Abstract and Keywords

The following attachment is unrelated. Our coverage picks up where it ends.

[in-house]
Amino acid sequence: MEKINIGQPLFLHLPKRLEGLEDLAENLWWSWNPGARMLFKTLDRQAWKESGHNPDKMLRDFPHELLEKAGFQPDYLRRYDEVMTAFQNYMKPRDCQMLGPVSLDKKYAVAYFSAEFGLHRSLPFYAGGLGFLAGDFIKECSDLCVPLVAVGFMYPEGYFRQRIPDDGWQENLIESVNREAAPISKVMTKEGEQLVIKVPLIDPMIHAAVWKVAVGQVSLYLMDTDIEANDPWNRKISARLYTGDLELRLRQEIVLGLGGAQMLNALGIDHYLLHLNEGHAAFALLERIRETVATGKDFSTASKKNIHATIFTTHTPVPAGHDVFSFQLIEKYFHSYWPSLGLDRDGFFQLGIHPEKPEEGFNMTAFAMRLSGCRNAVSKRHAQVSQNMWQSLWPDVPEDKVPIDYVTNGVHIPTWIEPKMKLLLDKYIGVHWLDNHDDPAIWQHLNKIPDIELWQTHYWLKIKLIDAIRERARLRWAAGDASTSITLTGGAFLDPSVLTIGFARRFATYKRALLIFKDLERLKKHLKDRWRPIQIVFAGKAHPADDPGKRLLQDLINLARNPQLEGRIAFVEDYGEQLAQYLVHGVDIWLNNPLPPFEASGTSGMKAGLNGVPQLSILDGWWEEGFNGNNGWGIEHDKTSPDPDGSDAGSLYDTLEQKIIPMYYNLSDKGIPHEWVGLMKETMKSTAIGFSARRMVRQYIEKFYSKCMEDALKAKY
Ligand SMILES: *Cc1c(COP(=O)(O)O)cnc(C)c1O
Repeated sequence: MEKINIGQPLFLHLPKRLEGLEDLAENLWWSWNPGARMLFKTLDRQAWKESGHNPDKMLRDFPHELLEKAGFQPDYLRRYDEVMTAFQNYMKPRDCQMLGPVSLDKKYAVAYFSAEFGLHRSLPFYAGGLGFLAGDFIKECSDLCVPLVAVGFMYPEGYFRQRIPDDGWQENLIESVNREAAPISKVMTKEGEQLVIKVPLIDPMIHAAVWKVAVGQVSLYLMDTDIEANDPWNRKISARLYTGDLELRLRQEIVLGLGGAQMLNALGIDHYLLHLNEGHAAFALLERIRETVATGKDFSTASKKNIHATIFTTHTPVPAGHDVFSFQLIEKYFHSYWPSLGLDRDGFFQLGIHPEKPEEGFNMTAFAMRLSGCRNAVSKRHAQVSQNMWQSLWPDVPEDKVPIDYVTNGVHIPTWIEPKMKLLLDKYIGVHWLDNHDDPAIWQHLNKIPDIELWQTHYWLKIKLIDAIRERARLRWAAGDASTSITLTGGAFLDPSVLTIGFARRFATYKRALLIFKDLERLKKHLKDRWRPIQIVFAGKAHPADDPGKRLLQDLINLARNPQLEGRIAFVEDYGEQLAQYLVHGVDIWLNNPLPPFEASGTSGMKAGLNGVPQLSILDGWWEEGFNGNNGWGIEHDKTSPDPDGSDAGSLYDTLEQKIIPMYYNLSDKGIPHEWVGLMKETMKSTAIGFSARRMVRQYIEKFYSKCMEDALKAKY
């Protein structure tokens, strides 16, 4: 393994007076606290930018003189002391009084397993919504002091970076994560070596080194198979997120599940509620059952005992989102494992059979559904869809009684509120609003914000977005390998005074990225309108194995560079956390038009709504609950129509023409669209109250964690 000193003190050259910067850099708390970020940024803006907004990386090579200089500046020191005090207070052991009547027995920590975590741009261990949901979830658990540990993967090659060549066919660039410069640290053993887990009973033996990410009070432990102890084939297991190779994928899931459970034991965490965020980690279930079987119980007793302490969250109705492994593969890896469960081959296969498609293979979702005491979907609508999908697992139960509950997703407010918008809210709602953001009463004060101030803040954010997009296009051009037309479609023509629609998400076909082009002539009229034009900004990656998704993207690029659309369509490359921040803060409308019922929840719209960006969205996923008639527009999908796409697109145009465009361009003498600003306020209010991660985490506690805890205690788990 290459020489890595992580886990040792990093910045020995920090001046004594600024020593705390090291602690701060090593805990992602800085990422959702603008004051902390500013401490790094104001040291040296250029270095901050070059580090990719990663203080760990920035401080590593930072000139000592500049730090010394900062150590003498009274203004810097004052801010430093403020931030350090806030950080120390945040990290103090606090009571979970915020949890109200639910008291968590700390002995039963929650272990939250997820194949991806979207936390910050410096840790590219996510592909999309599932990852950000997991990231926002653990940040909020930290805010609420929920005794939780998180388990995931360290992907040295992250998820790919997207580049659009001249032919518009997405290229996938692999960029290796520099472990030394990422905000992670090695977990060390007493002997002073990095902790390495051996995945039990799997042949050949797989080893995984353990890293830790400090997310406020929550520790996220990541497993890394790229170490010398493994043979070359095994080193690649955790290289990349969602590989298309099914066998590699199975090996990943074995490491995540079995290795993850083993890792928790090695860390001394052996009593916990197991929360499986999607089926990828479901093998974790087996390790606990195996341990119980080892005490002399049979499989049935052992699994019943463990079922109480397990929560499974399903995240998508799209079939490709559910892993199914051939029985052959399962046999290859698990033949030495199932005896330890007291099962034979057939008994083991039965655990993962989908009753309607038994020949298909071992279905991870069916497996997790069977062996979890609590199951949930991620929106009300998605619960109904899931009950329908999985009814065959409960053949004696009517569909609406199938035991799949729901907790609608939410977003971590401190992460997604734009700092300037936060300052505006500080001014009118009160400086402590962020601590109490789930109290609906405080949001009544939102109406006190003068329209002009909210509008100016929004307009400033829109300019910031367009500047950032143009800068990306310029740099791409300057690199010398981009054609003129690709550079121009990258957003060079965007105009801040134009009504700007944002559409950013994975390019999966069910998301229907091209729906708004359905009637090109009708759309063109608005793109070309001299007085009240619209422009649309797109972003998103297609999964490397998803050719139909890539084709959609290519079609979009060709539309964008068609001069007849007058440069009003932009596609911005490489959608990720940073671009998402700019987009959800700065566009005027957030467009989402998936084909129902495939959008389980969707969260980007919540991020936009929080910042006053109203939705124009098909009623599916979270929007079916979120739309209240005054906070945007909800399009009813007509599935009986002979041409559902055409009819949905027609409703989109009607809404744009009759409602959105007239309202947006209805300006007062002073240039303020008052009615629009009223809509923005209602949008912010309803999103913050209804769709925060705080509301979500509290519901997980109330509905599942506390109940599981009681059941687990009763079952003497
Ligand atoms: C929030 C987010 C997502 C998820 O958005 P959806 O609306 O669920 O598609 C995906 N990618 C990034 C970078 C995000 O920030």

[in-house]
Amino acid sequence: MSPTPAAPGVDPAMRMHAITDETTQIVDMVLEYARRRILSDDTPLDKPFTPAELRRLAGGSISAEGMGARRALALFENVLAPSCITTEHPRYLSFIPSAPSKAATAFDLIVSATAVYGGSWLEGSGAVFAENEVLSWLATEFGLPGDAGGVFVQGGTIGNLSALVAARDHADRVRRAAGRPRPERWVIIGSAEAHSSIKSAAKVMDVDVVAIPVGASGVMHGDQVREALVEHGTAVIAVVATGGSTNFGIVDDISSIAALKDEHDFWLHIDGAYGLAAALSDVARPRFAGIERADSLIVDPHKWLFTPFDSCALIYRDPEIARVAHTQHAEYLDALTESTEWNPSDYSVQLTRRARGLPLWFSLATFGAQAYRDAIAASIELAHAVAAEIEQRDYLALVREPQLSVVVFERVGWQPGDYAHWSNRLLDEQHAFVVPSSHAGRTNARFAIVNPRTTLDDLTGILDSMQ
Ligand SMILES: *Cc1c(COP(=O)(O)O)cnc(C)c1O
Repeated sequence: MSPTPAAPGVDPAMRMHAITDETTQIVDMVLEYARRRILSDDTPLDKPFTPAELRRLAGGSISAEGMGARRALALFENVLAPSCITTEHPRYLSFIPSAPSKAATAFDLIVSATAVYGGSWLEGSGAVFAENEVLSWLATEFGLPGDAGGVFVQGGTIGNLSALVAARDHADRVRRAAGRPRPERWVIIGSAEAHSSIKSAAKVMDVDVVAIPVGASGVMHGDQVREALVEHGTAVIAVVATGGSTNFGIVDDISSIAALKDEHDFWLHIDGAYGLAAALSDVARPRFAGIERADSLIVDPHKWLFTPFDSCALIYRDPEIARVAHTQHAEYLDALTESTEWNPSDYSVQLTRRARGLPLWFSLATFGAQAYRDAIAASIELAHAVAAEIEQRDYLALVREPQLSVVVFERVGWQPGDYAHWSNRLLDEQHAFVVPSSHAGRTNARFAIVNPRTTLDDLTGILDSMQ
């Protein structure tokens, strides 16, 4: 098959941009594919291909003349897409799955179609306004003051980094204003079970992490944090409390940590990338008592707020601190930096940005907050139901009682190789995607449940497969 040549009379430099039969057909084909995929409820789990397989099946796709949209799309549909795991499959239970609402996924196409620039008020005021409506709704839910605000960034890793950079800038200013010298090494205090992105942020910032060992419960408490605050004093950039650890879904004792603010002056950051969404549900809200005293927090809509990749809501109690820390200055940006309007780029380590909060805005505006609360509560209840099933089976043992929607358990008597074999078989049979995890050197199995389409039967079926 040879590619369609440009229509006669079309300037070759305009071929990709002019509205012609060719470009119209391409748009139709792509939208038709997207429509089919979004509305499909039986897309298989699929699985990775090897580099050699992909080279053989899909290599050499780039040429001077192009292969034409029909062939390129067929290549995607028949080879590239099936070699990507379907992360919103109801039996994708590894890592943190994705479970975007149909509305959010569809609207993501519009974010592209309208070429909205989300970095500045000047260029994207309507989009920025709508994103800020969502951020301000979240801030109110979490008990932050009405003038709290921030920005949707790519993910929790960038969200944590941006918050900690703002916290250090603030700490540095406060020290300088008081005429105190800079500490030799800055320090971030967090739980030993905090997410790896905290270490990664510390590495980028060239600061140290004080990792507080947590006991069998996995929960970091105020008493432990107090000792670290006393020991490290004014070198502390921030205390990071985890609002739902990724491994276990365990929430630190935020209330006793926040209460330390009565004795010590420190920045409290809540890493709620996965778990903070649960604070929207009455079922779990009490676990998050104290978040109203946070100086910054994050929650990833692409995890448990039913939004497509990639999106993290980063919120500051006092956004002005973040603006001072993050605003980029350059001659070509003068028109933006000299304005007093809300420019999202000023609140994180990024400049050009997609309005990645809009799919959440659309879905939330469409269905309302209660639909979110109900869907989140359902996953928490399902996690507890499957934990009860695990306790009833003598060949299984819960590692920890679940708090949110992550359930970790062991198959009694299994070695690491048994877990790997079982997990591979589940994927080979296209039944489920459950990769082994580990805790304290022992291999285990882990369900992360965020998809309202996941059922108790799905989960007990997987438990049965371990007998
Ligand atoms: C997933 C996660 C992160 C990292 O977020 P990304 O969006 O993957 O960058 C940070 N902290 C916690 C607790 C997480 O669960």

This article examines Trinitarian theology during the period from around 1250 until around 1500. It outlines some of the major positions and identifies their most important adherents. It describes two distinct ways of talking about the constitution of the divine persons, one based on relations and the other on emanations. It discusses the contributions of John Duns Scotus and highlights two important fourteenth-century developments: the denial that the Trinitarian mystery can be explained in any significant sense and innovations in Trinitarian logic.
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